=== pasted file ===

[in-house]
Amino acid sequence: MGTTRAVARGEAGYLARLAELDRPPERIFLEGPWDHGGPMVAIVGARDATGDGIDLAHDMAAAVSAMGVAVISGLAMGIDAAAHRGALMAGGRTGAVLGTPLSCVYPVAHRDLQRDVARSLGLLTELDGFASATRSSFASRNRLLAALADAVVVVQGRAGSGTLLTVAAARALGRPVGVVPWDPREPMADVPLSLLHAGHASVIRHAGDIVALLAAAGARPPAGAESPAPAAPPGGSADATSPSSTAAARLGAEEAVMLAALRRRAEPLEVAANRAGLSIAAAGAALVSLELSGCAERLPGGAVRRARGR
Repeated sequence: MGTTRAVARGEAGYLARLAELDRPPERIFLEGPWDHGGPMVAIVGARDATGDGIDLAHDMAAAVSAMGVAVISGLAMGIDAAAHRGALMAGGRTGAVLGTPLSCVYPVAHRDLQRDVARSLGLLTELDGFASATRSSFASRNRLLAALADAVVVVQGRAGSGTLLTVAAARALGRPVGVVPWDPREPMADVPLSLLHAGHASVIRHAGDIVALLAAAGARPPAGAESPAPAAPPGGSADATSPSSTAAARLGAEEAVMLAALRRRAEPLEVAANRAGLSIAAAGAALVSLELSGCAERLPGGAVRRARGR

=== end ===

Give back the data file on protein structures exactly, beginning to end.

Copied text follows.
[in-house]
Amino acid sequence: MGTTRAVARGEAGYLARLAELDRPPERIFLEGPWDHGGPMVAIVGARDATGDGIDLAHDMAAAVSAMGVAVISGLAMGIDAAAHRGALMAGGRTGAVLGTPLSCVYPVAHRDLQRDVARSLGLLTELDGFASATRSSFASRNRLLAALADAVVVVQGRAGSGTLLTVAAARALGRPVGVVPWDPREPMADVPLSLLHAGHASVIRHAGDIVALLAAAGARPPAGAESPAPAAPPGGSADATSPSSTAAARLGAEEAVMLAALRRRAEPLEVAANRAGLSIAAAGAALVSLELSGCAERLPGGAVRRARGR
Repeated sequence: MGTTRAVARGEAGYLARLAELDRPPERIFLEGPWDHGGPMVAIVGARDATGDGIDLAHDMAAAVSAMGVAVISGLAMGIDAAAHRGALMAGGRTGAVLGTPLSCVYPVAHRDLQRDVARSLGLLTELDGFASATRSSFASRNRLLAALADAVVVVQGRAGSGTLLTVAAARALGRPVGVVPWDPREPMADVPLSLLHAGHASVIRHAGDIVALLAAAGARPPAGAESPAPAAPPGGSADATSPSSTAAARLGAEEAVMLAALRRRAEPLEVAANRAGLSIAAAGAALVSLELSGCAERLPGGAVRRARGR